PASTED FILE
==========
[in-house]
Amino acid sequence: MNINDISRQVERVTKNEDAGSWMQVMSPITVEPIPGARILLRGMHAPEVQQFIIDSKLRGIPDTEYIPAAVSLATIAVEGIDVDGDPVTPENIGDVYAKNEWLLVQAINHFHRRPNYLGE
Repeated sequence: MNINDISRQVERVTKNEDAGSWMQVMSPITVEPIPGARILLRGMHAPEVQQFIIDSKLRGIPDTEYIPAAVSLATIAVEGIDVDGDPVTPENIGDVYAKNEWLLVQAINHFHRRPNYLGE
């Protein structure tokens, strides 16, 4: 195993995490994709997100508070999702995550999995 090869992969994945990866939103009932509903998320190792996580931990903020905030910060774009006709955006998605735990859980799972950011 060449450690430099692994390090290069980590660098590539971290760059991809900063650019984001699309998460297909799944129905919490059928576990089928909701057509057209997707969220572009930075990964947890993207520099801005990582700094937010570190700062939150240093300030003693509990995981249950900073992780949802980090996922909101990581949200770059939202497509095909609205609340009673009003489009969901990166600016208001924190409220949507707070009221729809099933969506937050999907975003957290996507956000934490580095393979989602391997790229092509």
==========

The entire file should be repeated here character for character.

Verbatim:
[in-house]
Amino acid sequence: MNINDISRQVERVTKNEDAGSWMQVMSPITVEPIPGARILLRGMHAPEVQQFIIDSKLRGIPDTEYIPAAVSLATIAVEGIDVDGDPVTPENIGDVYAKNEWLLVQAINHFHRRPNYLGE
Repeated sequence: MNINDISRQVERVTKNEDAGSWMQVMSPITVEPIPGARILLRGMHAPEVQQFIIDSKLRGIPDTEYIPAAVSLATIAVEGIDVDGDPVTPENIGDVYAKNEWLLVQAINHFHRRPNYLGE
């Protein structure tokens, strides 16, 4: 195993995490994709997100508070999702995550999995 090869992969994945990866939103009932509903998320190792996580931990903020905030910060774009006709955006998605735990859980799972950011 060449450690430099692994390090290069980590660098590539971290760059991809900063650019984001699309998460297909799944129905919490059928576990089928909701057509057209997707969220572009930075990964947890993207520099801005990582700094937010570190700062939150240093300030003693509990995981249950900073992780949802980090996922909101990581949200770059939202497509095909609205609340009673009003489009969901990166600016208001924190409220949507707070009221729809099933969506937050999907975003957290996507956000934490580095393979989602391997790229092509």